Cats speak a different language than humans so their behaviors are often actually their ways of trying to say something. Urine spraying is one of these such behaviors but unfortunately it isn't something any cat owner likes to see, much less clean up. Knowing why your cat may be spraying and what you can do about it can help ease some stress and frustration for both you and your cat.
What Is Urine Spraying?
Cats may urinate outside their box and practice inappropriate elimination but when they pee vertically and not on the floor or other horizontal surfaces it is referred to as spraying or marking. When a cat marks, urine is sprayed against a wall, table leg, couch, or other surface as a cat stands, raises its tail, shakes, and backs up to the item. It is typically a small amount of urine that sprays out instead of a steady stream that is produced during a normal, squatting, urination. But while the amount may be small, the smell is often not. Both male and female cats can spray, however, the behavior is more common in males, and only intact (un-neutered) males will have the especially pungent "Tom Cat" odor to their urine.
Why Do Male Cats Spray Urine?
A cat may spray urine for a variety of reasons but these reasons can typically be classified as either a response to an environmental stressor or a territorial behavior. Environmental stressors may include new people, such as a baby, in the home, new animals, such as a puppy or other cat, construction or remodeling in your home, boredom with its feeding regimen or playtime, litter concerns such as scented or dirty litter, a litter box that it doesn't like, such as a covered or automatic cleaning box, and more. Basically, if a cat is upset or stressed about something it may spray but it may also be hard for a cat owner to know what their cat isn't happy about.
Territorial reasons for spraying can include outdoor cats or other wildlife that your cat can see or hear indoors, new cats in the home creating a sense of competition, and/or 'marking' to claim certain territories as his own. Spraying tells other cats that the space has already been claimed by them and they are not to be messed with.
Can Male Cats Still Spray After Being Neutered?
Neutering a male cat will dramatically decrease the likelihood that it will spray, as most causes of this behavior are driven by testosterone, but a small percentage of cats will still spray after having this procedure performed. According to the Cornell Feline Health Center, 10% of cats will continue to spray even after they have been neutered. Neutering a cat especially helps to decrease territorial spraying since less hormones are influencing them, but if your cat is stressed or upset about something in its environment, it is still physically capable of spraying.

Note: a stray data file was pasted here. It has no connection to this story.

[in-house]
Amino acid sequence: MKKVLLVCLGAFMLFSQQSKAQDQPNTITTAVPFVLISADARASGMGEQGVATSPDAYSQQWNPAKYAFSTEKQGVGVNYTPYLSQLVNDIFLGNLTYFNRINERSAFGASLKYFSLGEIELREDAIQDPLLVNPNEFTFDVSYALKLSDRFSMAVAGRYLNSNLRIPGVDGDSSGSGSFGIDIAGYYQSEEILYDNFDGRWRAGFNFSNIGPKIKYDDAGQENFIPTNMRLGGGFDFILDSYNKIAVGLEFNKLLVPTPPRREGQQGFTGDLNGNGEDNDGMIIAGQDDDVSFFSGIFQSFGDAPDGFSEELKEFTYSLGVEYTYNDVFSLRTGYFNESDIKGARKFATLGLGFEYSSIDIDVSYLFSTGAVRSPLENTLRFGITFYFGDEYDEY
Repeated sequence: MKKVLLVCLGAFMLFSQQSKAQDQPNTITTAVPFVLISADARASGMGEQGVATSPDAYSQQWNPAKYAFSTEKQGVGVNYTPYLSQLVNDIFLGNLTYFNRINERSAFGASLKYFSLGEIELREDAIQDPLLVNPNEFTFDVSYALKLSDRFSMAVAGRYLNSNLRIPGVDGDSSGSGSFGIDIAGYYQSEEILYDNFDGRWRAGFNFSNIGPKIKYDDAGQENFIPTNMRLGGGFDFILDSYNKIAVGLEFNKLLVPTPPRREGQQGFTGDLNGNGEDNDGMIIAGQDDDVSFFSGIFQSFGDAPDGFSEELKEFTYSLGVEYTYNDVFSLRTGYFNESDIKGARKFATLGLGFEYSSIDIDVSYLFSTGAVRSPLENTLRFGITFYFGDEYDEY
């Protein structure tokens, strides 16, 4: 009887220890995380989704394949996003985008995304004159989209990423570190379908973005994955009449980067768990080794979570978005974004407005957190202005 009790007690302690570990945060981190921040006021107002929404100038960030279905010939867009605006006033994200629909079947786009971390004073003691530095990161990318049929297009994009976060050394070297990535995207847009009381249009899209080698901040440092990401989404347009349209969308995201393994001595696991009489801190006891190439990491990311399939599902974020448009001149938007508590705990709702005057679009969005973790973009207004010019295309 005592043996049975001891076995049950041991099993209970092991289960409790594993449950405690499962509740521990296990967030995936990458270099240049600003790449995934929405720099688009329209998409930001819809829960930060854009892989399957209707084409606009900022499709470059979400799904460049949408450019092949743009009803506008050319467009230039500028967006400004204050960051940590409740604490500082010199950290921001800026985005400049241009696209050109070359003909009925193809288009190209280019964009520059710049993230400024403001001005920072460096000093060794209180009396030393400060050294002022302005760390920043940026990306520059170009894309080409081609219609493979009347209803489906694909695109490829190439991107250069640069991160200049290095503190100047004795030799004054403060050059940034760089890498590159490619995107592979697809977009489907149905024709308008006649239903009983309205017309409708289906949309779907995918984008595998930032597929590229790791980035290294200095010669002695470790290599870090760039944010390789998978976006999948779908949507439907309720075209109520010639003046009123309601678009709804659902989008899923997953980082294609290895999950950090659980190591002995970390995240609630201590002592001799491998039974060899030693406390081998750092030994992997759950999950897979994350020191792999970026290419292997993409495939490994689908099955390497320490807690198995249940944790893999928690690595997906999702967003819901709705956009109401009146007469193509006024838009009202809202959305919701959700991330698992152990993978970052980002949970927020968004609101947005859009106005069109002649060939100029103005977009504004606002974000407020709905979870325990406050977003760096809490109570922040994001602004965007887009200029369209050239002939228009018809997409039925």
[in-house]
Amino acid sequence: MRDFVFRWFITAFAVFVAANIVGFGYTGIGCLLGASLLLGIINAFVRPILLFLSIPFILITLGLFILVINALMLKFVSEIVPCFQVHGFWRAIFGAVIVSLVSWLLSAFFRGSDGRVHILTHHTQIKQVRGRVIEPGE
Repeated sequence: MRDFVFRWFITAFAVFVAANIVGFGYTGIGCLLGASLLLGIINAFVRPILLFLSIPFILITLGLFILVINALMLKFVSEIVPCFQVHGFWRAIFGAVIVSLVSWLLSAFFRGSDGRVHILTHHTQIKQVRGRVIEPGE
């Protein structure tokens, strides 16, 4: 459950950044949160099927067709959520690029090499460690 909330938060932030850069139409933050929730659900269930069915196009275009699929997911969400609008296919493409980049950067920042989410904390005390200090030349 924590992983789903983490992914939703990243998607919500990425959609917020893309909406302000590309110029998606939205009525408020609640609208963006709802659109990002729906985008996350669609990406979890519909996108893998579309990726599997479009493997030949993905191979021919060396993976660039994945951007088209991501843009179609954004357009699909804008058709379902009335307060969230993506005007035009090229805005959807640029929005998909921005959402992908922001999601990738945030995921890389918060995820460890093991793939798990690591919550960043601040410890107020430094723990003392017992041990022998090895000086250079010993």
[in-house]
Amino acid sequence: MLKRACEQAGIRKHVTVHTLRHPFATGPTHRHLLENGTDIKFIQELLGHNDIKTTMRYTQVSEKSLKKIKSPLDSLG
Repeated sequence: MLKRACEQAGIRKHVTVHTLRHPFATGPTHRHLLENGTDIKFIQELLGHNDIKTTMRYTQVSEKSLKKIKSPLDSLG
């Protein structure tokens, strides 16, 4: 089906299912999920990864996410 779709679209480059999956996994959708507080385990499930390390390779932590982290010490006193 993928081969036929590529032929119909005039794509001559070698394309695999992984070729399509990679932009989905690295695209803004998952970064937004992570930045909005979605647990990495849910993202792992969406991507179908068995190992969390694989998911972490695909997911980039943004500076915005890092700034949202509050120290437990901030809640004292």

How to Stop Urine Spraying
All types of inappropriate elimination can be difficult and frustrating to stop but there are a few things you can do.
- Neutering - The best way to decrease urine spraying in a male cat is to have it neutered. This is typically done at a young age prior to the onset of puberty, but can be performed in older cats as well.
- Neutralize the odor - If your cat has sprayed urine in the house, the first thing you'll want to do is eliminate any traces of the odor. Simply cleaning up and deodorizing the mess won't stop your cat from spraying in the same spot again so you'll want to ensure you use an enzymatic cleaner to clean up the urine so your cat (and other cats) won't smell any trace of urine there.
- Change the litter or litter box - If you suspect your cat is spraying because of the litter or litter box, consider switching to an unscented litter in a shallow, uncovered litter box and adding 1-2 more litter boxes around the house in quiet, private locations.
- Get rid of the stressor(s) - If something in or around your home is causing your cat to become upset or stressed, do what you can to get rid of the stressor or at least block your cat from being able to see and hear it. This of course isn't always possible though, depending on what the environmental stressor is.
- Pheromones - Sprays, wipes, and plug-ins are available to provide natural calming pheromones to your cat. Pheromones are scentless and help to relax stressed cats.
- Anti-anxiety medications - If you are unable to get rid of your cat's stressor, or the problem continues despite modifications to the environment, prescription medications may be helpful to reduce your cat's anxiety. This must be discussed with your veterinarian.
- Anxiety supplements - There are various supplements such as L-theanine, milk whey protein, and colostrum that may help to calm your cat to some degree, although most have not been rigorously studied.
- Special diets - Therapeutic diets are available from your veterinarian that may help to decrease anxiety-related urine spraying. These diets often contain calming ingredients, similar to anxiety supplements.